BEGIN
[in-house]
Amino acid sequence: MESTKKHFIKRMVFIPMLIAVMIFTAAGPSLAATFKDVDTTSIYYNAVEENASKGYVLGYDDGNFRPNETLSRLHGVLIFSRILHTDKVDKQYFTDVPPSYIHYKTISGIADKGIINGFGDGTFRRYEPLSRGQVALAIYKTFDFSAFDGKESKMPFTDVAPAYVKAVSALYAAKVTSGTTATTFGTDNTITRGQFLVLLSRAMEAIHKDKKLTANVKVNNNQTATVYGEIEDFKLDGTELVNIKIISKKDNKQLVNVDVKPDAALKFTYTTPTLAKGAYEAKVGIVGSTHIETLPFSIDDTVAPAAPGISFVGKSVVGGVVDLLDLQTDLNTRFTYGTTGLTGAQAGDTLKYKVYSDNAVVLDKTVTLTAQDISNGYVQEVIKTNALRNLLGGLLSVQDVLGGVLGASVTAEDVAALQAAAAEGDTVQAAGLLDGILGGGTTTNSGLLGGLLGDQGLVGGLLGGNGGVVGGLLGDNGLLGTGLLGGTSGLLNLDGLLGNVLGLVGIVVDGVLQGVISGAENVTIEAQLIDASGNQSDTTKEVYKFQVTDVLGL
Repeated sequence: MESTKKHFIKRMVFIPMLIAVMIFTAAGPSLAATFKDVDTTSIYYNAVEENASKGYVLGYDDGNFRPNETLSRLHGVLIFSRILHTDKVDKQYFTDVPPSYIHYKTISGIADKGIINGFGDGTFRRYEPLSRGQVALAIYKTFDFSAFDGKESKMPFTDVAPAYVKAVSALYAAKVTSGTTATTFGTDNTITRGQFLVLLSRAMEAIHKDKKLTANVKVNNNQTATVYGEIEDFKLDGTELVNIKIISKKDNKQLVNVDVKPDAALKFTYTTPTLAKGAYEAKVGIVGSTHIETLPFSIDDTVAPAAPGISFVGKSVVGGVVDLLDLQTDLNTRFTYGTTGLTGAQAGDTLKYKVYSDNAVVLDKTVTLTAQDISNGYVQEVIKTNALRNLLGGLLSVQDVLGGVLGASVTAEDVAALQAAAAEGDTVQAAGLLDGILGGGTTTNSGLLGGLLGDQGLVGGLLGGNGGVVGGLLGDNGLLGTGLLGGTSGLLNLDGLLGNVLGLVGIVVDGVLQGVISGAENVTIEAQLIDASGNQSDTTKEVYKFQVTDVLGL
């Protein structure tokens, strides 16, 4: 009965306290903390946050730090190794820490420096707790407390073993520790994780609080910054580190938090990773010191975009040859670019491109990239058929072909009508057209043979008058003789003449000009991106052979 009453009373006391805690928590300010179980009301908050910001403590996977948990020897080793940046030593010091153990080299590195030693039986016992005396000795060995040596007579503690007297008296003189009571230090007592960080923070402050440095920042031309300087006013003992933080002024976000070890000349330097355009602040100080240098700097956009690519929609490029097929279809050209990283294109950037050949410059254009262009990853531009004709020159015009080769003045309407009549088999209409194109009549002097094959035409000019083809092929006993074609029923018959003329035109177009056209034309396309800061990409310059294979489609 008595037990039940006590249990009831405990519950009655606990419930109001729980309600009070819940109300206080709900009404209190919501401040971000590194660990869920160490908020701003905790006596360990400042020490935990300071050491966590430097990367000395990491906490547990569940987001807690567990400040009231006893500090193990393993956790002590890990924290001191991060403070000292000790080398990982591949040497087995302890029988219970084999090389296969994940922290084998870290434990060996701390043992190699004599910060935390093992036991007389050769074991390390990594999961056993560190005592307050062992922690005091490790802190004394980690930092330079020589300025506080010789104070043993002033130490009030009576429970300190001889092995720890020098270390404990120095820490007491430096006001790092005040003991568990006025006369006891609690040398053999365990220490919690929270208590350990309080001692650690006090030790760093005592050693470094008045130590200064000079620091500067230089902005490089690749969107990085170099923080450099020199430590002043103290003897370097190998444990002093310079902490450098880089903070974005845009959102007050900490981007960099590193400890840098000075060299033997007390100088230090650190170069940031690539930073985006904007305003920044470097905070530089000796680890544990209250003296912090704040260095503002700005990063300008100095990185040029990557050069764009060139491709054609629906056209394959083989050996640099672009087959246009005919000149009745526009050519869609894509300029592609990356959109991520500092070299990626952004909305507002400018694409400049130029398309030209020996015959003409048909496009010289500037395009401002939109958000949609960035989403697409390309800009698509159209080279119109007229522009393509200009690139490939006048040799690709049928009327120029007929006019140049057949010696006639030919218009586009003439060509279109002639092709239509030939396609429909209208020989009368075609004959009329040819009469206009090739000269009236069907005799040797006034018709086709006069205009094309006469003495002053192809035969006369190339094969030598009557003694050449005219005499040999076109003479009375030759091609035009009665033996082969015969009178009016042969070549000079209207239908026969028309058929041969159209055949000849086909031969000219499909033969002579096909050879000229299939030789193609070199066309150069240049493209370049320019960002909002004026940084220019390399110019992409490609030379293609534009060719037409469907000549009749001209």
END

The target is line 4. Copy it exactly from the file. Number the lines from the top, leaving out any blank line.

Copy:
């Protein structure tokens, strides 16, 4: 009965306290903390946050730090190794820490420096707790407390073993520790994780609080910054580190938090990773010191975009040859670019491109990239058929072909009508057209043979008058003789003449000009991106052979 009453009373006391805690928590300010179980009301908050910001403590996977948990020897080793940046030593010091153990080299590195030693039986016992005396000795060995040596007579503690007297008296003189009571230090007592960080923070402050440095920042031309300087006013003992933080002024976000070890000349330097355009602040100080240098700097956009690519929609490029097929279809050209990283294109950037050949410059254009262009990853531009004709020159015009080769003045309407009549088999209409194109009549002097094959035409000019083809092929006993074609029923018959003329035109177009056209034309396309800061990409310059294979489609 008595037990039940006590249990009831405990519950009655606990419930109001729980309600009070819940109300206080709900009404209190919501401040971000590194660990869920160490908020701003905790006596360990400042020490935990300071050491966590430097990367000395990491906490547990569940987001807690567990400040009231006893500090193990393993956790002590890990924290001191991060403070000292000790080398990982591949040497087995302890029988219970084999090389296969994940922290084998870290434990060996701390043992190699004599910060935390093992036991007389050769074991390390990594999961056993560190005592307050062992922690005091490790802190004394980690930092330079020589300025506080010789104070043993002033130490009030009576429970300190001889092995720890020098270390404990120095820490007491430096006001790092005040003991568990006025006369006891609690040398053999365990220490919690929270208590350990309080001692650690006090030790760093005592050693470094008045130590200064000079620091500067230089902005490089690749969107990085170099923080450099020199430590002043103290003897370097190998444990002093310079902490450098880089903070974005845009959102007050900490981007960099590193400890840098000075060299033997007390100088230090650190170069940031690539930073985006904007305003920044470097905070530089000796680890544990209250003296912090704040260095503002700005990063300008100095990185040029990557050069764009060139491709054609629906056209394959083989050996640099672009087959246009005919000149009745526009050519869609894509300029592609990356959109991520500092070299990626952004909305507002400018694409400049130029398309030209020996015959003409048909496009010289500037395009401002939109958000949609960035989403697409390309800009698509159209080279119109007229522009393509200009690139490939006048040799690709049928009327120029007929006019140049057949010696006639030919218009586009003439060509279109002639092709239509030939396609429909209208020989009368075609004959009329040819009469206009090739000269009236069907005799040797006034018709086709006069205009094309006469003495002053192809035969006369190339094969030598009557003694050449005219005499040999076109003479009375030759091609035009009665033996082969015969009178009016042969070549000079209207239908026969028309058929041969159209055949000849086909031969000219499909033969002579096909050879000229299939030789193609070199066309150069240049493209370049320019960002909002004026940084220019390399110019992409490609030379293609534009060719037409469907000549009749001209």